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MARKETING

Leaders Think Big Using Big Data

These five elements of big data analytics will help you make the smartest decisions for your business.
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In today's hypercompetitive, real-time marketplace, where customers demand personalized solutions to their specific wants and needs, CMOs need a bird's-eye perspective to leverage their resources. And savvy leaders who know how to align departments and integrate consumer data can achieve operational efficiencies that lead to cohesive multi-platform messaging, meaningful customer engagement and greater profitability. But how can advocates of big data solutions earn the internal buy-in needed to streamline data collection and assessment and ensure that marketing communications are hitting the mark?

Here is a process, based on the free guide Be A Big Data Marketing Hero: An Enterprise Guide to Ruling Your Customer's World, for earning organizational buy-in on big data solutions.

No matter how well you may understand the rewards of integrated strategy, explaining it to others throughout an organization and convincing them to rethink department boundaries can seem impossible. So consider the enormous value of something as simple as a shared vocabulary. Establishing some common terms for describing the challenges and opportunities related to data-driven marketing throughout your organization can help break down resistance and ensure your team is speaking the same language.

Here's a great place to start; it's what the guide calls the high five of big data analytics. The first four elements--volume, velocity, variety and veracity--are the brainchildren of Doug Laney, vice president of research, analytics and information management at Gartner. The fifth element, value, is vital for ensuring that objective analysis applies to the real world of business.

Volume

In the digital, sharable and feedback-friendly marketplace, the amount of information about customers that's available to decision makers is mind-boggling. In 2011, for instance, 1.8 zettabytes of data was generated globally. "That's roughly the equivalent of every U.S. citizen tweeting three times per minute for 26,976 years," Bob Boehnlein, general manager for marketing operations at Teradata Applications, pointed out in a 2012 blog post. Filtering the vital insights from this massive collection requires a new way of approaching strategic business operations.

Velocity

Remember when communicating by fax seemed really fast? Well, it's a real-time world now, and customers as well as business leaders have quickly come to expect immediate responses and transactions around the clock. Delivering on this expectation for high velocity is a matter of survival for many companies and departments.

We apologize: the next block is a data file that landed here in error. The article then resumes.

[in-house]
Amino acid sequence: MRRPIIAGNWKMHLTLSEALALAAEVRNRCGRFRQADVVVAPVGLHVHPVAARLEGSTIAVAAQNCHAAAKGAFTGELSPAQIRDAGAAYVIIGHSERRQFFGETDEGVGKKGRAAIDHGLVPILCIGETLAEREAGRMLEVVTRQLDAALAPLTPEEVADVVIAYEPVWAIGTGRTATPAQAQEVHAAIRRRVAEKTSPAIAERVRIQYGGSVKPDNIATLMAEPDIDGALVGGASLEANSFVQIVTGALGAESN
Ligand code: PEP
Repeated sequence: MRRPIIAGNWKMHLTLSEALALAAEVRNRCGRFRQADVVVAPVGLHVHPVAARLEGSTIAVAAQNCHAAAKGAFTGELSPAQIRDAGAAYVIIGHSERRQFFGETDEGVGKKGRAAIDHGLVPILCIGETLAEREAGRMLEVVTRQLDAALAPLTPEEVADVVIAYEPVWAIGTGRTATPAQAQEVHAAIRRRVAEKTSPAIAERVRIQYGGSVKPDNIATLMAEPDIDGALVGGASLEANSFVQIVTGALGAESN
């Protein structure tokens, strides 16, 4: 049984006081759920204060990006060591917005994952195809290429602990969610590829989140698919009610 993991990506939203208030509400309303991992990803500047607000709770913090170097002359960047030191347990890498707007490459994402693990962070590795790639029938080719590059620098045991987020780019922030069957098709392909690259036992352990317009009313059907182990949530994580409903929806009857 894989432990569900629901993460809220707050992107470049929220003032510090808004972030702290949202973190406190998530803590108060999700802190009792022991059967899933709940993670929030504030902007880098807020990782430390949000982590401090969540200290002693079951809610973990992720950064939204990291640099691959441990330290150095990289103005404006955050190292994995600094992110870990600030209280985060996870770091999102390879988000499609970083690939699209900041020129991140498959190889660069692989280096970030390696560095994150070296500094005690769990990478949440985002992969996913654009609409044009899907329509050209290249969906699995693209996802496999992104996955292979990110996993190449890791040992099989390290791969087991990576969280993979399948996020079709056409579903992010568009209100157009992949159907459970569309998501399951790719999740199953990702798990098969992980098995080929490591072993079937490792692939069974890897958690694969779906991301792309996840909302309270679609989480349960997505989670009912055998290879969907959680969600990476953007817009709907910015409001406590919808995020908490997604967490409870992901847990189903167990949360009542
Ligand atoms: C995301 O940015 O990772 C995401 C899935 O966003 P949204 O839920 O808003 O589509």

Variety

Marketing leaders receive customer data from traditional channels such as sales reports and marketing research studies, as well as from smartphone geo-placement programs, web behavior models, Facebook updates, Twitter feeds, credit card transactions and many other sources. Data warehousing programs and cloud computing are helping some companies manage the high variety of digital information, but businesses across the board need to find a way to gather and interpret cross-functional customer insights.

Veracity

Trusting the data on which you're basing decisions is a fundamental requirement in all walks of life. But when the stakes of making the wrong call affect thousands of jobs and possibly even the survival of a company, the accuracy and reliability of information that's guiding big decisions is paramount. When business leaders know where information is coming from, as well as how and why it's being collected, they may more readily embrace integrated big data analytics.

Value

The amount and variety of even the most credible and timely customer data can be crippling if analysts aren't honing in on the most important metrics and information. Getting the information you need to reach the right people with the right message at the right time and place is the name of the game. So try not to get distracted by everything that glitters in this era of big data analytics. Fundamentally, the important thing--now as it was in the past--is to use what you know about your customers to build strong one-on-one relationships to increase your value to each other.

For more information on the basic terminology and benefits of big data analytics to improve internal integration, download the free guide Be A Big Data Marketing Hero: An Enterprise Guide to Ruling Your Customer's World. Encourage colleagues throughout your organization to get up to speed on the basics of big data analytics and explore ways to coordinate efforts to achieve efficiencies and greater profitability.

IMAGE: woraput chawalitphon/Getty
Last updated: Jun 19, 2013




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